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Pennsylvania is home to many famous symbols, including Punxsutawney Phil, the groundhog that predicts the coming of spring each year. The state animal is the white-tailed deer, and the state flower is the beautiful mountain laurel. Less well-known is the state bird, the Roughed Grouse. If you live in this state or are planning to visit, keep reading as we look at these interesting birds to learn more about them and find out how such a prestigious title.
The General Federation of Women’s Clubs started the campaign to adopt the Ruffed Grouse as the state bird, and they succeeded on June 22, 1931. It’s popular as a game bird in many parts of the country, and despite it being the state bird, there are no laws in Pennsylvania that prevent you from hunting it. The Ruffed Grouse is related to the Turkey, and many people also call it a Partridge. It spends much of its time looking for seeds and insects on the forest floor, usually not far from a stream. It prefers areas that are growing back after a recent fire or logging operation. The male likes to stand on a log and beat its wings to mark its territory, and it enjoys a solitary lifestyle during the spring but often becomes part of a flock during the winter.
It’s not 100% clear why the General Federation of Women’s Clubs chose the Ruffed Grouse as the state bird of Pennsylvania, but it likely has to do with its important use as a food supply. In the earlier days of the state, hunting was the next central part of life, and the Ruffed Grouse was quite plentiful throughout Pennsylvania, especially in wooded areas. These birds are still hunted heavily in states like Maine and Minnesota, where commercial licenses allow hunters to remove half a million birds each year.
The Ruffed Grouse is a medium-sized bird weighing between 1 and 1 ¾ pounds. It can reach 20 inches from head to tail, and the wingspan is usually about 24 inches. It can be either grey or brown. It will have a grey-brown top half with a light grey underside if it’s the grey variety. Most of the plumage will be uniformly brown, with white patches on its sides if it’s the brown variety. Both the male and female look quite similar, with the primary difference being in the tail. Males have unbroken tail bands, while females have a subterminal tail band. The ruff is a long band of black or brown feathers around the neck on the males.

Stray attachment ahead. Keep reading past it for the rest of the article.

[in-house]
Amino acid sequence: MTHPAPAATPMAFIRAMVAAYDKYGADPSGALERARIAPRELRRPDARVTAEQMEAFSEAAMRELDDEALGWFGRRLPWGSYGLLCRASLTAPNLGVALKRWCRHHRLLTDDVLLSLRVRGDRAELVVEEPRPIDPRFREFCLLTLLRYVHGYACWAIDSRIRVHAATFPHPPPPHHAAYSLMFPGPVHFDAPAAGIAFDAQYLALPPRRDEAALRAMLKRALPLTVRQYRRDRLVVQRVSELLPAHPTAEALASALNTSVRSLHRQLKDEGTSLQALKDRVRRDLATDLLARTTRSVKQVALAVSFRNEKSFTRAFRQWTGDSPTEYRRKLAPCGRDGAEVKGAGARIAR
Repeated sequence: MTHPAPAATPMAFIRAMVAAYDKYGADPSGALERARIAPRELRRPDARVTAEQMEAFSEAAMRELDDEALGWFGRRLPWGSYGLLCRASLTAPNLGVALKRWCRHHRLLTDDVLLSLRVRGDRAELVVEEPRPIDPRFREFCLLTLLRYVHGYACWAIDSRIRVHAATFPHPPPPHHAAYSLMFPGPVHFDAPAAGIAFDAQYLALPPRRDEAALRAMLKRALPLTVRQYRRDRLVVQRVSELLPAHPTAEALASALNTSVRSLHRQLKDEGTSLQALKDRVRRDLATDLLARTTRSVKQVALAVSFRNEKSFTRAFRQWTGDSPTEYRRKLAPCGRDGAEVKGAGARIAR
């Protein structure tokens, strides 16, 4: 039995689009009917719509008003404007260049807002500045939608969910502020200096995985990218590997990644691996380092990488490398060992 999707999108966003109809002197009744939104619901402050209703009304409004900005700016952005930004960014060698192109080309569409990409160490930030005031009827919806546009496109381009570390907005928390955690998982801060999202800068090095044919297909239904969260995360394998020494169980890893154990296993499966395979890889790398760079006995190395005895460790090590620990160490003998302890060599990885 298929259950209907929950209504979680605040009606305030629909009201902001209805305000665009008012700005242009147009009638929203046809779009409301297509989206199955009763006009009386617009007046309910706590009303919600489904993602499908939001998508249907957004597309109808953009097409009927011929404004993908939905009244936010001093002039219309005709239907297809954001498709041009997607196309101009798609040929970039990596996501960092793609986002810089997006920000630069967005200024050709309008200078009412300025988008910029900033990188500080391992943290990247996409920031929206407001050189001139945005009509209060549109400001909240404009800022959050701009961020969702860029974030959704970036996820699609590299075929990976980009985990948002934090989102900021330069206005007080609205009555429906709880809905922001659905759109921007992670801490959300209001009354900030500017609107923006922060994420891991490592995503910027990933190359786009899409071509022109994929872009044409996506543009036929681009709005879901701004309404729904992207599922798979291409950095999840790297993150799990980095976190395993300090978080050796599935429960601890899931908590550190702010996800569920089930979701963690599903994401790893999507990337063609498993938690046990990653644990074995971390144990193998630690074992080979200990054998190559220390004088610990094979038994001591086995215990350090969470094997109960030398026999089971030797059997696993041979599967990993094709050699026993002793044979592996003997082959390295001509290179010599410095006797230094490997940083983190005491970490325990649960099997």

The Pennsylvania state bird is the Ruffed Grouse, a medium-sized bird related to the wild Turkey. The General Federation of Women’s Clubs appointed it the state bird in 1931, likely due to its importance as a food supply in the state’s early days.
Featured Image Credit: Steve Oehlenschlager, Shutterstock
Ed Malaker is a veteran writer who contributes to a wide range of blogs covering information on computer programming, pets, birding, tools, fitness, guitars, and optics. Outside of writing, Ed is often found working in the garden or performing DIY projects in the house. Ed is also a musician, spending his time composing music for independent films or helping people repair their guitars.
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